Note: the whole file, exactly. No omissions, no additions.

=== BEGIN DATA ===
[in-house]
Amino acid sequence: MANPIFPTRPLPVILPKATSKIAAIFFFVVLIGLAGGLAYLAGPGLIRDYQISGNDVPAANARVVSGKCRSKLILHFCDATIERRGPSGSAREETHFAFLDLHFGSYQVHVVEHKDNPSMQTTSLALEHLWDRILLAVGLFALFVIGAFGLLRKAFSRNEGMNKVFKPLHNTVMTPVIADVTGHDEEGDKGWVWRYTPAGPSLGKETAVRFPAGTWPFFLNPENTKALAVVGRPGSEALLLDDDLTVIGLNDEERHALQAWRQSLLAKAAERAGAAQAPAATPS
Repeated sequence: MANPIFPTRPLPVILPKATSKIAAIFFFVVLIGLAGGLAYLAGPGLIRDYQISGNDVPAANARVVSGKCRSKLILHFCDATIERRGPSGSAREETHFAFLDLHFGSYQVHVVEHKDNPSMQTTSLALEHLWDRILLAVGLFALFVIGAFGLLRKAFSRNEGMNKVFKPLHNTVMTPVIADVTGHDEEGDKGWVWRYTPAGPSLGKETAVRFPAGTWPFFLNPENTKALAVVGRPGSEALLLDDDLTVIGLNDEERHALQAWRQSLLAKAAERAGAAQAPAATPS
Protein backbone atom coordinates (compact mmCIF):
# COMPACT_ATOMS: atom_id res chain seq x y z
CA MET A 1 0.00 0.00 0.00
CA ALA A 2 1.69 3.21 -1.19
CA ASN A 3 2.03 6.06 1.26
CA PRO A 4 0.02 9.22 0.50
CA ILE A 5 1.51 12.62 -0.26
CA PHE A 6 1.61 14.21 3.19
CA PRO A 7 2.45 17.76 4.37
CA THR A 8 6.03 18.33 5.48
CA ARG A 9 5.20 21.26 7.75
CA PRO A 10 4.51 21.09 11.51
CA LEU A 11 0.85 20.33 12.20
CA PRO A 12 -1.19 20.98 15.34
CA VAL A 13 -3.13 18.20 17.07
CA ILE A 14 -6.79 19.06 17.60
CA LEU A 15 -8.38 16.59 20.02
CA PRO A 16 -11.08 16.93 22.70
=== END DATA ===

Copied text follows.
[in-house]
Amino acid sequence: MANPIFPTRPLPVILPKATSKIAAIFFFVVLIGLAGGLAYLAGPGLIRDYQISGNDVPAANARVVSGKCRSKLILHFCDATIERRGPSGSAREETHFAFLDLHFGSYQVHVVEHKDNPSMQTTSLALEHLWDRILLAVGLFALFVIGAFGLLRKAFSRNEGMNKVFKPLHNTVMTPVIADVTGHDEEGDKGWVWRYTPAGPSLGKETAVRFPAGTWPFFLNPENTKALAVVGRPGSEALLLDDDLTVIGLNDEERHALQAWRQSLLAKAAERAGAAQAPAATPS
Repeated sequence: MANPIFPTRPLPVILPKATSKIAAIFFFVVLIGLAGGLAYLAGPGLIRDYQISGNDVPAANARVVSGKCRSKLILHFCDATIERRGPSGSAREETHFAFLDLHFGSYQVHVVEHKDNPSMQTTSLALEHLWDRILLAVGLFALFVIGAFGLLRKAFSRNEGMNKVFKPLHNTVMTPVIADVTGHDEEGDKGWVWRYTPAGPSLGKETAVRFPAGTWPFFLNPENTKALAVVGRPGSEALLLDDDLTVIGLNDEERHALQAWRQSLLAKAAERAGAAQAPAATPS
Protein backbone atom coordinates (compact mmCIF):
# COMPACT_ATOMS: atom_id res chain seq x y z
CA MET A 1 0.00 0.00 0.00
CA ALA A 2 1.69 3.21 -1.19
CA ASN A 3 2.03 6.06 1.26
CA PRO A 4 0.02 9.22 0.50
CA ILE A 5 1.51 12.62 -0.26
CA PHE A 6 1.61 14.21 3.19
CA PRO A 7 2.45 17.76 4.37
CA THR A 8 6.03 18.33 5.48
CA ARG A 9 5.20 21.26 7.75
CA PRO A 10 4.51 21.09 11.51
CA LEU A 11 0.85 20.33 12.20
CA PRO A 12 -1.19 20.98 15.34
CA VAL A 13 -3.13 18.20 17.07
CA ILE A 14 -6.79 19.06 17.60
CA LEU A 15 -8.38 16.59 20.02
CA PRO A 16 -11.08 16.93 22.70